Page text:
Receipt of partnership interest for services: income or not?by Englebrecht, Ted D.
Several IRC sections (e.g., Secs. 701 and 702) treat the partnership as a pool for determining profit and loss to be divided among partners. This is the essence of the aggregate concept theory of a partnership-- that all partners will be taxed only in their separate capacities. On the other hand, the partnership is treated by other code sections as an entity for federal income tax purposes, e.g., Secs. 706, 703(d), and 707(a). The partnership has its own taxable year, it makes its own elections, and a partner may engage in transactions with the partnership other than in his or her capacity as a partner.
Because of the conflict between the entity and the aggregate concepts theories, confusion can arise in many areas of partnership taxation where clear guidance from legislation or regulation does not exist. One such area of confusion is the proper tax treatment when a partner contributes services (a service partner) to a partnership and, in exchange, receives an interest in the future profits of the partnership. When a partner contributes property in exchange for a capital or profits interest, application of the entity concept dictates that no gain or loss is recognized on the transaction. When a partner contributes services for a capital interest, the entity concept requires the partner to recognize income. However, if a partner receives only a profits interest, as opposed to a capital interest, in exchange for services, whether the entity or the aggregate concept should be applied is an unsettled issue.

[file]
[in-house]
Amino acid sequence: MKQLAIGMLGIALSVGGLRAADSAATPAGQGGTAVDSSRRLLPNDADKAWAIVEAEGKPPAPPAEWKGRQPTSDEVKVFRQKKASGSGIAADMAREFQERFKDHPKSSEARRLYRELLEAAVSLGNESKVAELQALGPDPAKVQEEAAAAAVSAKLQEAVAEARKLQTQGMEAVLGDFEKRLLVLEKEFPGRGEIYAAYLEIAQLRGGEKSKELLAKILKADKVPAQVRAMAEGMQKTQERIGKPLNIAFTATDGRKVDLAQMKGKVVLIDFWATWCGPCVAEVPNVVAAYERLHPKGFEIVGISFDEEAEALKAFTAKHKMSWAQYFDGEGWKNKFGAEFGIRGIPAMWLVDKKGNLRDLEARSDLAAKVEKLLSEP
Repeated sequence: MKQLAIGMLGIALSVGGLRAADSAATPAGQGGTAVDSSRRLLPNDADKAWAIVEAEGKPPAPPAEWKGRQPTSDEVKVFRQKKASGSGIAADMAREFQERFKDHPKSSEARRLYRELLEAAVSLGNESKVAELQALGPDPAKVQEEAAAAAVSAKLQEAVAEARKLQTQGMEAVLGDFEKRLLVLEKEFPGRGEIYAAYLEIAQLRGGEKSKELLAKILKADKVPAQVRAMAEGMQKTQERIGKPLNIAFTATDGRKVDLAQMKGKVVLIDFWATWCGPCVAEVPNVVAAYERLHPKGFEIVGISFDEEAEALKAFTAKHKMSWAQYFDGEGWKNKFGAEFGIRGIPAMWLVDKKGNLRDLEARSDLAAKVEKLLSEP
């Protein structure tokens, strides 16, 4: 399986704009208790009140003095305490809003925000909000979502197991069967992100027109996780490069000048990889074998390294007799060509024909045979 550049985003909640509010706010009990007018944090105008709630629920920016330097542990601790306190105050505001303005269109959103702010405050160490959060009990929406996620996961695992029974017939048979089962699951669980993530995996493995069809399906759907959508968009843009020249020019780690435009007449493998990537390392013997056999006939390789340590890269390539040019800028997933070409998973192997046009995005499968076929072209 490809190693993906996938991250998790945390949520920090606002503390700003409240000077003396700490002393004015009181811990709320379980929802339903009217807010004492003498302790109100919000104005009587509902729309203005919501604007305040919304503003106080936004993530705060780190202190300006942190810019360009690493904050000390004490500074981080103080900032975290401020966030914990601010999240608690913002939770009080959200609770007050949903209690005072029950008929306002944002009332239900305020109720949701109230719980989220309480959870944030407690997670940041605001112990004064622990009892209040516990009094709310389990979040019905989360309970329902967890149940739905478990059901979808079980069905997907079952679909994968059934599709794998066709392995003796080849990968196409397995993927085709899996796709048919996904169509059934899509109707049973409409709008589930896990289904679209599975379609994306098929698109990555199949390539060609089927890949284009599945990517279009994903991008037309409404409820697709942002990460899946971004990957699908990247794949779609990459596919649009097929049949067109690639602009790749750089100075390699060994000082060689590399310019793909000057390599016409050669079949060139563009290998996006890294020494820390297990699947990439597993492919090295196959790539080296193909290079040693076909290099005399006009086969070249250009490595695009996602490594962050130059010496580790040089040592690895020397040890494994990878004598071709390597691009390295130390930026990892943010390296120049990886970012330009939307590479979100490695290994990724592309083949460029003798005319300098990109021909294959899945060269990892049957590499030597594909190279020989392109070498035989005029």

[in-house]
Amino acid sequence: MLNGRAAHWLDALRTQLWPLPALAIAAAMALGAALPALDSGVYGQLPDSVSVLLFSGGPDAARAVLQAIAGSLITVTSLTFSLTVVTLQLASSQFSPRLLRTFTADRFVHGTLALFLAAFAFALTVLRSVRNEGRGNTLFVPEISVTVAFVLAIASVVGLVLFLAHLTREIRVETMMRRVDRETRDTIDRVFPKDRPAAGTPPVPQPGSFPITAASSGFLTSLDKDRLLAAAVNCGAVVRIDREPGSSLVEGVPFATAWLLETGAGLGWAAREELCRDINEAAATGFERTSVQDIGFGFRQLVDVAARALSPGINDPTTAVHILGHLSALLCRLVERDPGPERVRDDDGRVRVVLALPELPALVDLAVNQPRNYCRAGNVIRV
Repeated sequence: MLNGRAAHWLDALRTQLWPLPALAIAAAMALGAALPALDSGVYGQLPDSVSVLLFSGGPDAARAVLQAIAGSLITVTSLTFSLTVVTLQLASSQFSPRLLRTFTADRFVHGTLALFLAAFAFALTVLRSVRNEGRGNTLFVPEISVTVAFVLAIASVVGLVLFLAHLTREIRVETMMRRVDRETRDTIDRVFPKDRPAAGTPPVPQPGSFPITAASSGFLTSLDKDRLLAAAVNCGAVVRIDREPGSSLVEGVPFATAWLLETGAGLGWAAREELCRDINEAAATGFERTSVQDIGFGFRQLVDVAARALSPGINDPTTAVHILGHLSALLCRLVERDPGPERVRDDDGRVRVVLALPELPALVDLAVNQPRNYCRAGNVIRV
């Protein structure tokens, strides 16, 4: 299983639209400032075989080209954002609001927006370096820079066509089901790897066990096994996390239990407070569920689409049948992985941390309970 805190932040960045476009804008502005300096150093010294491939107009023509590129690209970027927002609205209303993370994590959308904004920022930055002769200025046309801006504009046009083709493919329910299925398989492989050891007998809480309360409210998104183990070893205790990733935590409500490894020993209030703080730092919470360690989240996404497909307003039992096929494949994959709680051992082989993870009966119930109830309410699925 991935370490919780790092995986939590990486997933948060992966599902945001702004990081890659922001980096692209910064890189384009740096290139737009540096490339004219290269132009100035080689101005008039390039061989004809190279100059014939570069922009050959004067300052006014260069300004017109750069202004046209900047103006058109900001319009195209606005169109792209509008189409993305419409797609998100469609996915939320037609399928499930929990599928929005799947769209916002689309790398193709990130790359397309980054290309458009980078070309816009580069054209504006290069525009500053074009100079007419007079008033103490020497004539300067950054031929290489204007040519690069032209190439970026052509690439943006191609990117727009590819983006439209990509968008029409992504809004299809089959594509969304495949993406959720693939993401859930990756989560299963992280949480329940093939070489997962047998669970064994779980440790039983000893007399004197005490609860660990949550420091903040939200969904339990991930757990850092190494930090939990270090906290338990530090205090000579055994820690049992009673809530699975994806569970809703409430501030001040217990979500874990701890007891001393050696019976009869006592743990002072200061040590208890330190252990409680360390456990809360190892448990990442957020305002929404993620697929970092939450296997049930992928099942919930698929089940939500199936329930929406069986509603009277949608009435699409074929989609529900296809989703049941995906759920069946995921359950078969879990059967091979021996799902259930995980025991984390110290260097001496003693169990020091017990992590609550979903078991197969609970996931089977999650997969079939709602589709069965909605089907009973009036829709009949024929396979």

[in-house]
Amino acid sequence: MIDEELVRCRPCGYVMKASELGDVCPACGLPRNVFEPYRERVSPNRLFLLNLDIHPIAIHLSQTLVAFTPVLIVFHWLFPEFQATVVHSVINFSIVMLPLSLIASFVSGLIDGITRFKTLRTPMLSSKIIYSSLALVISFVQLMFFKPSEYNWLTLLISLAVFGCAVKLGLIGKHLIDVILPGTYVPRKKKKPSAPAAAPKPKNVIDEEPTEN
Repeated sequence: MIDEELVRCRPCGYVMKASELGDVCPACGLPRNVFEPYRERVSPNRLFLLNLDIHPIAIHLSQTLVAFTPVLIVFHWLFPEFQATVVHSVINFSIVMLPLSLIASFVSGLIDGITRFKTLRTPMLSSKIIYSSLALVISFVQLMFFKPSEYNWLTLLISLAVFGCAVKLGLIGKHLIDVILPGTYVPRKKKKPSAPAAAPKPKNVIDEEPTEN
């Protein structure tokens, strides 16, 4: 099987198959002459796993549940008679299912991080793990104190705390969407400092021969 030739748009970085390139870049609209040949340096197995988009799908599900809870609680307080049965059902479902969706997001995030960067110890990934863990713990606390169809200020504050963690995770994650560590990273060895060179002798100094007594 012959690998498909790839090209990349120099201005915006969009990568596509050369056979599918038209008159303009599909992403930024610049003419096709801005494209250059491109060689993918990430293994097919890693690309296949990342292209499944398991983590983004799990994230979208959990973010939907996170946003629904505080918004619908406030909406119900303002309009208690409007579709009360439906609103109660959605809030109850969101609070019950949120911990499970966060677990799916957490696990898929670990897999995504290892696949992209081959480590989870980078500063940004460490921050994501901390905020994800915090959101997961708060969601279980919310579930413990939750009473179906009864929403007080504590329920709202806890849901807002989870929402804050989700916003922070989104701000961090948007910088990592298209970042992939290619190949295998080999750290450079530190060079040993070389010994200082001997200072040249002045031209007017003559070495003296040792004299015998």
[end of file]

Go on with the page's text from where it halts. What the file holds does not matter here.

A number of courts have addressed the question of taxing the receipt of a profits interest but with varying outcomes. The question was revisited in William G. Campbell v. Comm. 943 F.2d 815 (CA-8, 1991); 52 TCM 263 (1990). Although no test for income recognition was established, the Eighth Circuit did provide discussion of the proper underlying theories of income recognition upon a compensatory receipt of a profits interest.
This article examines the legislative, administrative, and judicial history leading up to Campbell and reviews the reasoning of the Eighth Circuit in finding for the taxpayer. It also analyzes the current status of the tax treatment for the compensatory receipt of a profits interest in a partnership. Finally, it provides tax planning recommendations to service partners for minimizing their risk of income recognition on compensatory receipts of interests in future profits.
LEGISLATIVE AND ADMINISTRATIVE HISTORY
Pursuant to Sec. 721, contributions of property in exchange for a partnership interest are not taxable events. Moreover, Sec. 721 makes no distinction between the receipt of a capital interest and a profits interest. A partner may contribute property to a partnership and, in turn, receive an interest in the capital and/or future profits of the partnership without recognizing gain or loss on the transaction.
Sec. 721 does not address the issue of the taxability of a partnership interest in exchange for services. Reg. Sec. 1,7211(b)(1), however, dictates that the receipt of a capital interest in exchange for services is not afforded tax-free treatment under Sec. 721. The regulation provides that "to the extent that any of the partners gives up any part of his right to be repaid his contributions (as distinguished from a share of partnership profits) in favor of another partner as compensation for services... Sec. 721 does not apply. "As a result, whenever a partner receives a compensatory transfer of a capital interest in the partnership, then an amount equal to the value of the partnership interest received must be included in gross income of the service partner.
Sec. 83, added to the IRC by TRA 69, applies to transfers of property in connection with the performance of services and determines the timing of income recognition. Sec. 83 requires that compensatory transfers be recognized as income in the year in which the transferee acquires beneficial ownership of the property. Reg. Sec. 1.83-3(e) specifies. that the term "property" does not include unfunded or unsecured promises to pay money in the future. Even though a capital interest in a partnership is. "property" for purposes of Sec. 83, whether the issuance of a mere profits interest falls under the purview of Sec. 83 is uncertain.